The first issue in determining the validity of Klines building permit is to determine whether the Kline Project is a reconstruction under the Truro Bylaw, or under the first paragraph of G. L. c. 40A, § 6. If so, the next issue is whether the Kline Project will increase the nature or extent of the nonconformity.
The first paragraph of G. L. c. 40A, § 6 provides, in relevant part:
Except as hereinafter provided, a zoning ordinance or by-law shall not apply to structures or uses lawfully in existence . . . but shall apply to any change or substantial extension of such use, . . . to any reconstruction, extension or structural change of such structure and to any alteration of a structure . . . except where alteration, reconstruction, extension or structural change to a single or two-family residential structure does not increase the nonconforming nature of said structure. Pre-existing nonconforming structures or uses may be extended or altered, provided, that no such extension or alteration shall be permitted unless there is a finding by the permit granting authority or by the special permit granting authority designated by ordinance or by-law that such change, extension or alteration shall not be substantially more detrimental than the existing nonconforming [structure or] [Note 7] use to the neighborhood.
The Truro Bylaw, in Section 30.7, titled Nonconforming Uses states:
If the Building Commissioner determines and finds that the proposed repair, reconstruction, alteration, or structural change of a pre-existing, nonconforming, single-family or two-family residential structure will not increase the nature or extent of the nonconformity, then the Building Commissioner may approve and issue a building permit for the proposed repair, reconstruction, alteration, or structural change.
Nonconforming single- and two-family residential structures are entitled to special status under G. L. c. 40A, § 6. Dial Away Co., Inc. v. Zoning Bd. of Appeals of Auburn, 41 Mass, App. Ct. 165, 170 (1996). In the case of a reconstruction, expansion, or alteration of a preexisting nonconforming single- or two-family residential structure, the building commissioner is to make an initial determination whether the alteration would increase the nonconforming nature of the structure. Willard v. Board of Appeals of Orleans, 25 Mass. App. Ct. 15 , 22-23 (1987). [Note 8] This determination looks to whether the addition would intensify the existing nonconformities or result in additional ones. Id. at 23. The term reconstruction in the first paragraph of G. L. c. 40A, § 6 applies to the construction of a house in replacement for one torn town. Dial Away, 41 Mass. App. Ct. at 170; see also Bransford v. Zoning Bd. of Appeals of Edgartown, 444 Mass. 852 , 855 n. 6 (2005) (not upsetting motion judges determination that construction following voluntary demolition is reconstruction under G. L. c. 40A, § 6, first par.); Bransford v. Zoning Bd. of Appeals of Edgartown, 12 LCR 211 , 213 (2004) (Misc. Case Nos. 272521 & 278436) (Sands, J.). [Note 9] If the building commissioner determines the alteration would neither increase nor create nonconformities, then the building commissioner should issue a building permit. See Bransford, 444 Mass. at 858 n. 8 (I omit the language providing that a board of appeals makes the initial determination, . . . this initial determination more appropriately should be conducted by the building inspector or zoning administrator.). An extension or addition which itself does not comply with zoning requires a variance. Rockwood v. Snow Inn Corp., 409 Mass. 361 , 364-65 (1991).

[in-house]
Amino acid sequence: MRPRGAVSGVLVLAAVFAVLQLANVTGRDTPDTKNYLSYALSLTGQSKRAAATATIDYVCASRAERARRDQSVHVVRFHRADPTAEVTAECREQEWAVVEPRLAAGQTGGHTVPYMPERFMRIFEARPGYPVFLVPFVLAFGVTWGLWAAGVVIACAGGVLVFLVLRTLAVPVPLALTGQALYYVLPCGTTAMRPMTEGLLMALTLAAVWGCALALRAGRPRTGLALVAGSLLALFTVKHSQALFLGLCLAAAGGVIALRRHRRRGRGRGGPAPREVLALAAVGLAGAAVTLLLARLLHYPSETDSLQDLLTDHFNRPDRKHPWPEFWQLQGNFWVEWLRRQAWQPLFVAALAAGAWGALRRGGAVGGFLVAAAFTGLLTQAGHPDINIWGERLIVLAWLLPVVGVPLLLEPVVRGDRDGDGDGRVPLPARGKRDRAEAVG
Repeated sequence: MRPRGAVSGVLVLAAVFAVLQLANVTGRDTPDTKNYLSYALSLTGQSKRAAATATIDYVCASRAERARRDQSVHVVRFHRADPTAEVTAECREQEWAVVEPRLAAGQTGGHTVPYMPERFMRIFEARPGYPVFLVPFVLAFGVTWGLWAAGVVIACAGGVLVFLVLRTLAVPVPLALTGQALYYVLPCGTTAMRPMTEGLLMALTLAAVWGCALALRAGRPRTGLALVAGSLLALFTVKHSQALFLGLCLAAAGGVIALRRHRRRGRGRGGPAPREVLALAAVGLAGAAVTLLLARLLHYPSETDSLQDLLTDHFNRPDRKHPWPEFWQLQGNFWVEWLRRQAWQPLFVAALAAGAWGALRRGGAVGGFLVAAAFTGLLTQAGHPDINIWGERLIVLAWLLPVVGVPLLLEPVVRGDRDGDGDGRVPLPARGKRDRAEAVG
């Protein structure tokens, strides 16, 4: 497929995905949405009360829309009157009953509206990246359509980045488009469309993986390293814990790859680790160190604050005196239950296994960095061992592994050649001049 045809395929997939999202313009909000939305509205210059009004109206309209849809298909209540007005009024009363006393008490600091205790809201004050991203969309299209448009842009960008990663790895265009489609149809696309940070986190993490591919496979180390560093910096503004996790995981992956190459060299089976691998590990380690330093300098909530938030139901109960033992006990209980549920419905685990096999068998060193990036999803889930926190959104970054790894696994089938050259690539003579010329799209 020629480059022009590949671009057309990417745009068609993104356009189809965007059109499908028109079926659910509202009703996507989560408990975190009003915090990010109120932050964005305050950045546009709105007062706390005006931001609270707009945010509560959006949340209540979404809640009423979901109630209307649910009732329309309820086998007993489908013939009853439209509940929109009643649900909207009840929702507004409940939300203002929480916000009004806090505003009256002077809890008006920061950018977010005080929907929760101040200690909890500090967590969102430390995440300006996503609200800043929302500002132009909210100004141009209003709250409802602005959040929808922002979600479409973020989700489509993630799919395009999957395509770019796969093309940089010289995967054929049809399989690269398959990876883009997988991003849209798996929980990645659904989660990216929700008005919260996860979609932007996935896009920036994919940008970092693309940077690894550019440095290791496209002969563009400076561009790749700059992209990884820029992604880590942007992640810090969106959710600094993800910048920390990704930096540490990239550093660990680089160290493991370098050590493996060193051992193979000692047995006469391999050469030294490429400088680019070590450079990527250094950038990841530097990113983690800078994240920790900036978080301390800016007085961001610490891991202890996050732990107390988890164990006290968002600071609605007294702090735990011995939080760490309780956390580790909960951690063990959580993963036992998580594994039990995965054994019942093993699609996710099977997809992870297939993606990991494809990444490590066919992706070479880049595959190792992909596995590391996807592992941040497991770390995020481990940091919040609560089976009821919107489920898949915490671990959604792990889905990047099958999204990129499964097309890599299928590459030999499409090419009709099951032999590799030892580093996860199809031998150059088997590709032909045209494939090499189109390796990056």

In the case where the building commissioner determines the alteration does increase (or create new) nonconformities, the alteration must be submitted to the permit granting authority to determine whether it is substantially more detrimental than the existing nonconforming [structure or] use to the neighborhood. See Fitzsimonds v. Board of Appeals of Chatham, 21 Mass. App. Ct. 53 , 56 (1985); G. L. c. 40A, § 6; see also Willard, 25 Mass. App. Ct. at 21.
Kline argues that the Building Commissioner acted within the scope of authority granted to him by the Truro Bylaw when he issued the permits. Specifically, Kline points to Section 30.7(B), quoted above, which grants the Building Commissioner authority to grant a permit for certain changes to a lawfully nonconforming single- or two-family residential structure upon a finding that the proposed project will not increase the nature or extent of the nonconformity. The threshold inquiry, however, is whether the construction of a new 6,800 square foot structure, constitutes a repair, reconstruction, alteration, or structural change of the preexisting, nonconforming Studio.
The Plaintiffs argue it is self-evident that the construction of a new 6,800 square foot structure, situated 200 feet away from location of the preexisting Studio, is not an alteration or reconstruction of the Studio. Kline argues that the term alteration is defined broadly in Section 10.4 of the Bylaw as: [a]ny construction, reconstruction or related action resulting in a change in the structural parts, height, number of stories, exits, size, use or location of a building or other structure or any other related change. Thus, Kline argues, the Building Commissioner could easily have determined that the project was an alteration because of the latitude in the definition.
I conclude that the Building Commissioner did not abuse his discretion in determining that the Kline project fits the Truro definition of an alteration. The separate identification of both the terms construction and reconstruction within the definition of alteration can only mean that the definition was not meant to be limited simply to replacing one structure with another. Moreover, the definition specifically includes a change in location within the meaning of alteration as well as the broad mention of any other related change. The Building Commissioner could have determined that the change in classification of the Studio from a single family residence to a habitable studio was encompassed in the wide open language, any other related change. The Building Commissioner could then have concluded that the construction of a new single-family residence fit within the meaning of alteration because that definition specifically includes construction. [Note 10]